Travelling North

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Travelling North
Directed by Carl Schultz
Produced by Ben Gannon
Written by David Williamson
Starring Leo McKern
Julia Blake
Graham Kennedy
Music by Alan John
Cinematography Julian Penney
Edited by Henry Dangar
Distributed by Cineplex Odeon Films
Release date
  • 19 June 1987 (1987-06-19) (U.S.)
  • 23 July 1987 (1987-07-23) (Australia)
Running time
96 minutes
Country Australia
Language English
Budget AU$2.5 million[1][2]
Box office AU$1,464,000 (Australia)

Travelling North is a 1987 film directed by Carl Schultz based on an original 1979 play of the same name by David Williamson. It is one of Williamson's favourite movies based on his works.[3]


An aged couple decide to move from Melbourne to north Queensland.


The David Williamson play Travelling North premiered in 1979, the year that Williamson moved from Melbourne to Sydney. Williamson says the inspiration for the play came soon after he met his second wife Kristin and she took him up to the Central Coast of New South Wales to visit her mother Hope. Hope had recently remarried an older man called Wilkie. Williamson:

There was more than a little hint of disapproval from her two daughters about the new liaison, which I used in the play, but I found them an inspiring couple. Wilkie was a ferociously intelligent man, a former electrical engineer and ex-communist with pronounced opinions on just about everything. Hope was gentler but with a wonderful quality of perception and understanding. They both impressed me and, some years later, the image of them both living in a verdant, sunlit subtropical paradise re-entered my mind and became Travelling North. In fact, by the time I wrote it, Wilkie had died. I asked Hope whether I could write the play and she trusted me and was most cooperative. She told me anecdotes about a busybody neighbour who had annoyed the hell out of Wilkie and a long-suffering doctor who had to answer Wilkie's probing questions about the quality of treatment he was delivering. These characters found their way into the story. I think Hope genuinely liked the play, but my wife Kristin and her sister were a little less enthusiastic, particularly when Frank, in the play, refers to them as "Goneril and Regan".[4]

"This play was not to do with me, and there was no ‘me’ character in it,” he later said. “It was a dispassionate – hopefully – observation of a journey we all must make. I tried to make it as truthful, emotionally, as I could.”[5]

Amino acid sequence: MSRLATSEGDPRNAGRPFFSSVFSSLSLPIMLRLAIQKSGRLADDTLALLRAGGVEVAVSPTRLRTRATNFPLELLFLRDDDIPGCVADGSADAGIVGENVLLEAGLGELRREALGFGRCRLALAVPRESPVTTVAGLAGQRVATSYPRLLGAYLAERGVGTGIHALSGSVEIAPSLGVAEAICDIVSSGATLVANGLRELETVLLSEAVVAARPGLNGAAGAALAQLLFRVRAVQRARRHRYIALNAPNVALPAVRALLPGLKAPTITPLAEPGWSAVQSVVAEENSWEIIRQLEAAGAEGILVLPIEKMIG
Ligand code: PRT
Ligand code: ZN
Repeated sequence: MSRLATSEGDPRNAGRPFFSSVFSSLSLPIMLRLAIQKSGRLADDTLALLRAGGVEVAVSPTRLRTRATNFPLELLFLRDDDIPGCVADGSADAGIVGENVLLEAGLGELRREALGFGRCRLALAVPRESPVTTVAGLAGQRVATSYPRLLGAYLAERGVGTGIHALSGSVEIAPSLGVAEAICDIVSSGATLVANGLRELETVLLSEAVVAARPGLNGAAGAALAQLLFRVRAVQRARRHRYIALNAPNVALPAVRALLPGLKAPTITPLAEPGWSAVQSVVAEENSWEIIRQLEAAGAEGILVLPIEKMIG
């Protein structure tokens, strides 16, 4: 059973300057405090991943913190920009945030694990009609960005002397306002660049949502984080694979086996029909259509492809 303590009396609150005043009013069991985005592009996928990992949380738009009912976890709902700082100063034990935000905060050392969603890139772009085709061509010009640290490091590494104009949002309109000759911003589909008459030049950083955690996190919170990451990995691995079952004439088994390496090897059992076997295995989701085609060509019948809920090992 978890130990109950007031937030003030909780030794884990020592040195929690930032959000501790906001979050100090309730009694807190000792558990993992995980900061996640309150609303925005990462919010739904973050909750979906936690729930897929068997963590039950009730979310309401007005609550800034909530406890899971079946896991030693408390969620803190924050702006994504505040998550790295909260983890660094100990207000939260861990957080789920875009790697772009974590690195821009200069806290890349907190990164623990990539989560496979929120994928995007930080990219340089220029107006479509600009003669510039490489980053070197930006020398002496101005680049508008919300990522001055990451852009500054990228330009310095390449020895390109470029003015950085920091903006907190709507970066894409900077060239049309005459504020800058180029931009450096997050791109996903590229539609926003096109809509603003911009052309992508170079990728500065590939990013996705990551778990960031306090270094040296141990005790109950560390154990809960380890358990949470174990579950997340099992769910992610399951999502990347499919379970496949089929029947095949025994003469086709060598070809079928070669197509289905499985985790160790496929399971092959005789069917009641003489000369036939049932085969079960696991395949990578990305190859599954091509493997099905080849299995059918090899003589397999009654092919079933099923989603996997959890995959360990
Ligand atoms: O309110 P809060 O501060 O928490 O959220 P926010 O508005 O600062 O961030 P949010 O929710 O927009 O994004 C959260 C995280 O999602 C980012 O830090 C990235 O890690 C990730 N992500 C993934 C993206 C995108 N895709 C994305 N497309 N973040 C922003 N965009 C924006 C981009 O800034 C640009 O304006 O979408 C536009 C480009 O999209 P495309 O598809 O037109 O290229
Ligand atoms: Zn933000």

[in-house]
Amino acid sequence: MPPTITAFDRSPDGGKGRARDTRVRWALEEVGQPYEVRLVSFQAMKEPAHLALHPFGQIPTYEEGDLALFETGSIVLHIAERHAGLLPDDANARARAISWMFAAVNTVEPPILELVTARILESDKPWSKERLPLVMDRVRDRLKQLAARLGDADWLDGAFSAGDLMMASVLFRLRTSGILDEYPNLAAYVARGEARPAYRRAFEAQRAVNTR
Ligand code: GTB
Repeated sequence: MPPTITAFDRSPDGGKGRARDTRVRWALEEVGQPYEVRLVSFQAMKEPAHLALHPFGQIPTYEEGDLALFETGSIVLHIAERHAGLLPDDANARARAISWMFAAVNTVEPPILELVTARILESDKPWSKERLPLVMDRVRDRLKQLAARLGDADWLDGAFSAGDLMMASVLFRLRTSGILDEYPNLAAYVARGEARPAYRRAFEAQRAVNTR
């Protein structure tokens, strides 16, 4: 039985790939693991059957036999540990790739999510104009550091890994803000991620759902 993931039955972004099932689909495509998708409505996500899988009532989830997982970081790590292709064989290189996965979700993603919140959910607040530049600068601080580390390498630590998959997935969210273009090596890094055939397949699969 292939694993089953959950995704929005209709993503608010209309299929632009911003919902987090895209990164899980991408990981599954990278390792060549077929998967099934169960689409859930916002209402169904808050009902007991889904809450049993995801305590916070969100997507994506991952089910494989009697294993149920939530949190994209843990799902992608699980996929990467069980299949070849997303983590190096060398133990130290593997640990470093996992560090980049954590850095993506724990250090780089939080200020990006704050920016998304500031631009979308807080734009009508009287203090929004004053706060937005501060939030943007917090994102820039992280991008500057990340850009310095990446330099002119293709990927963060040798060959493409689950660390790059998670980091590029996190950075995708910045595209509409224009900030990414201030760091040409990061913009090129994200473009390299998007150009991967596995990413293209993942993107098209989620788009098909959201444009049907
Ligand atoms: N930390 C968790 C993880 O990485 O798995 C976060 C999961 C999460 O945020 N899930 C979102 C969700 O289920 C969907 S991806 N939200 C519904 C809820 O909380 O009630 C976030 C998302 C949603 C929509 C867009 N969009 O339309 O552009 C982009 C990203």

The film was not made until eight years later, with Williamson adapting his own play into a script.


Ben Gannon optioned film rights to the play and hired Leo McKern to play the lead. It was intended that Michael Blakemore direct but after casting was completed he dropped out and was replaced by Carl Schultz. Warren Mitchell was originally cast as the local doctor but was replaced by Henri Szeps.[1]

The film was shot in Port Douglas, Queensland, in July and August 1986.[1] Much of the superb atmosphere of the film was created by the choice of music - the heart-rending slow movement from Wolfgang Amadeus Mozart's String Quintet No. 4 - which was used repeatedly throughout


At the AFI Awards the film won the categories Best Actor in a Lead Role (Leo McKern) and Best Adapted Screenplay (David Williamson). Julia Blake was nominated. Montréal World Film Festival awarded the Best Actor award to Leo McKern.

Box office

Travelling North grossed $1,464,000 at the box office in Australia,[6] which is equivalent to $2,942,640 in 2009 dollars.

See also


  1. ^ a b c David Stratton, The Avocado Plantation: Boom and Bust in the Australian Film Industry, Pan MacMillan, 1990 p189-191
  2. ^ "Australian Productions Top $175 million", Cinema Papers, March 1986 p64
  3. ^ Greg Gallaghan, "10 questions - David Williamson", The Australian 18 December 2010 accessed 5 April 2014
  4. ^ "Q&A: David Williamson", Sydney Theatre Company 13 September 2013 accessed 3 August 2014
  5. ^
  6. ^ Film Victoria - Australian Films at the Australian Box Office

External links

  • Travelling North on IMDb
  • Travelling North at the Australian screen
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